Oregon State Strangely Stonewalls Student Media Adviser’s Records Request

Happy New Year! My nomination for the first college media hashtag of 2014: #OSUstonewall. According to numerous reports, officials at Oregon State University have been repeatedly rebuffing a student media adviser’s public records requests with increasingly cringeworthy rationales and related behavior.

Alluding to OSU’s official color, the Corvallis Gazette-Times calls the whole shebang the “Orange Hush.

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The 90-second gist of this hush: Veteran journalist Kate Willson is currently the editorial content coordinator for student media at OSU. She is interested in leading a workshop for OSU j-students on computer-assisted reporting. She wants real data for the workshop that will also be relevant to student attendees. So she reached out this past fall to OSU admins, requesting campus crime stats and university staff pay info.

The university’s response: Umm, yeah, not so much. First, the school says Willson is not legally allowed to make public records requests from her own employer. OSU’s general counsel: “Kate Willson, private person, may inspect public records in response to a request. Kate Willson, OSU employee, may not.” (Cue giggle-eye-roll-sigh-head-shake.)

A media lawyer in Portland agrees with my reaction: “That’s an argument only a lawyer could love. I don’t think it comports with the purpose of the rule, I don’t think it comports with the spirit of the rule, I don’t think it comports with the language of the rule.”

The Bend Bulletin boasts similarly: “If Oregon law is quirky enough to allow the school to deny her request, because as a public employee she is somehow also a public official, as the university claims, the law should be changed.”

Second, the school says, in so many words, that Willson was hired to advise journalism, not practice it, and her requests fall into the latter category. (So OSU science professors also better stop mixing things in the labs and sociology profs better not carry out sample fieldwork as examples to show their students! Bottom line, sometimes teaching journalism requires DOING journalism, God forbid.)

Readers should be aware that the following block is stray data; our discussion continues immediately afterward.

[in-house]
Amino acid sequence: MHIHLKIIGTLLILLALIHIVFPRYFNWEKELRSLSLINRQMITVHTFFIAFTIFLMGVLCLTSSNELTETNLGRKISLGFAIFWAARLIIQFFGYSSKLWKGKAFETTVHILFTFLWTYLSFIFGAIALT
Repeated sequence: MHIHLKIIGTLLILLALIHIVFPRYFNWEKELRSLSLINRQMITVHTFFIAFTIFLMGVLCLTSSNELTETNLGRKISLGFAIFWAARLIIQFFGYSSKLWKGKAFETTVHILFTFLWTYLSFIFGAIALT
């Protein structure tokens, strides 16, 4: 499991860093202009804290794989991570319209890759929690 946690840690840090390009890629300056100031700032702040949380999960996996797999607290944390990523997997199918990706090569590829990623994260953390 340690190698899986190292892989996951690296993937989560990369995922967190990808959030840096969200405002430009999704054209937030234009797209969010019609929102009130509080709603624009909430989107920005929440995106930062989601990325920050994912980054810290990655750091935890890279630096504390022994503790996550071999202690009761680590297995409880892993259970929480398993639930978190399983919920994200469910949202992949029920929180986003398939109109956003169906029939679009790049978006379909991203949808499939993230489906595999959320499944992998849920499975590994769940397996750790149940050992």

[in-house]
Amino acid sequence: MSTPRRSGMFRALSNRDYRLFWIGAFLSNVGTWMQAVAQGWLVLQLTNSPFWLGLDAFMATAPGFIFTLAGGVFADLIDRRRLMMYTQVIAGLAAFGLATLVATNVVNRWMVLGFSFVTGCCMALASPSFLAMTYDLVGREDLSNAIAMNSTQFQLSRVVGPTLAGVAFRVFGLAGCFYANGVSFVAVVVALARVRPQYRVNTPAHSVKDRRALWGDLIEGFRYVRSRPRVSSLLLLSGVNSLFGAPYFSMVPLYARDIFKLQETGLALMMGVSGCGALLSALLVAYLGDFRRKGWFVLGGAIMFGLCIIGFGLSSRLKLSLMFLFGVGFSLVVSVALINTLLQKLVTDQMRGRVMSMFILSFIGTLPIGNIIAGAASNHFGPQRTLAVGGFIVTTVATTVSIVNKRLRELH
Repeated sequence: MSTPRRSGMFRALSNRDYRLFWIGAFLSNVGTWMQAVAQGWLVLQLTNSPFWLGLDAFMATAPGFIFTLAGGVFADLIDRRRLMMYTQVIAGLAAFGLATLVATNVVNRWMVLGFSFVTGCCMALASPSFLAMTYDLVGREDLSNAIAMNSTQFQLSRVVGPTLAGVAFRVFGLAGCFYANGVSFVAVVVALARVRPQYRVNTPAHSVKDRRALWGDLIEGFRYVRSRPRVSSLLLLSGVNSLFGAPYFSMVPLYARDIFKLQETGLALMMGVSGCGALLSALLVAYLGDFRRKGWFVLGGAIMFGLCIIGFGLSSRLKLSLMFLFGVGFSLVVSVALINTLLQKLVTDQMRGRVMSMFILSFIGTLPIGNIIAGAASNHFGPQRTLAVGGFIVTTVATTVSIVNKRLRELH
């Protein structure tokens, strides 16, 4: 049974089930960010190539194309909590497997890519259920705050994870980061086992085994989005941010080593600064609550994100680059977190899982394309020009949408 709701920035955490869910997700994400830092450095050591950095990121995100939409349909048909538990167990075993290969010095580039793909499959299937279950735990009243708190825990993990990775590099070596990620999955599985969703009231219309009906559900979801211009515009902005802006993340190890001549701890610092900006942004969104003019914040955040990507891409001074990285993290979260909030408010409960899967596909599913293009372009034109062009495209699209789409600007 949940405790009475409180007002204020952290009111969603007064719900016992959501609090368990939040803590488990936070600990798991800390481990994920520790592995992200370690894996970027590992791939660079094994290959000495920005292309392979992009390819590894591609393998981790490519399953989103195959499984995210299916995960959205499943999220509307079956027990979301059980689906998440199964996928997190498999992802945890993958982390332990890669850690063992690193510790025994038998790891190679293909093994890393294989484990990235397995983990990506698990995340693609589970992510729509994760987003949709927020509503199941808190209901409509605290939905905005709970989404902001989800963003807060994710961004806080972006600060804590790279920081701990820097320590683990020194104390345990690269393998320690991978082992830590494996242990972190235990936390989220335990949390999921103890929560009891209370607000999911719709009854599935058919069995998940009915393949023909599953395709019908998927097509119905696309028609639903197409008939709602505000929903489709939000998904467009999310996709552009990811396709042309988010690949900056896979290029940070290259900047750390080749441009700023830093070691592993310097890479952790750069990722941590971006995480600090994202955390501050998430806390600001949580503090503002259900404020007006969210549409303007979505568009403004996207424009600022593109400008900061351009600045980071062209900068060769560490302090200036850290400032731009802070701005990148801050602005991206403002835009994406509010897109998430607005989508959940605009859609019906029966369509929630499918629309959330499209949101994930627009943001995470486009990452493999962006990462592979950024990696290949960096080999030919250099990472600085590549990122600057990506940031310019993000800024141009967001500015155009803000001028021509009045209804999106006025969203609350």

College Media Association president Rachele Kanigel: “It’s important that we not do the job of student reporters or editors. However, I think it’s equally important that we be good role models and show students how to do good, aggressive journalism.”

Third, the school has told Willson she must remain silent about all meetings and email convos with the university’s legal team due to attorney-client privilege. (This assertion is so legally backward it actually makes me feel pity toward OSU. New hashtag: #OSUcluelessaboutlaw101. For those keeping score at home, the legal team is not HER lawyer. It represents the university. And Willson is the CLIENT, meaning she can talk as much as she wants. It’s the legal team that needs to stay quiet.)

Once more, the Portland media lawyer guy: “The nature of attorney-client privilege is it’s a privilege of the client and the client is free to waive that privilege.”

Privileges aside, is all this posturing and legally questionable runarounds due to Willson’s requests or the info she’s requesting?

Student Press Law Center executive director Frank LoMonte: “About four or five times a year, we get a call from an adviser who has been fired or is about to be fired because his students are getting uncomfortably close to a story someone doesn’t want to see published. It’s a real white-knuckle position.”

White knuckles. Orange Hush. #OSUstonewall

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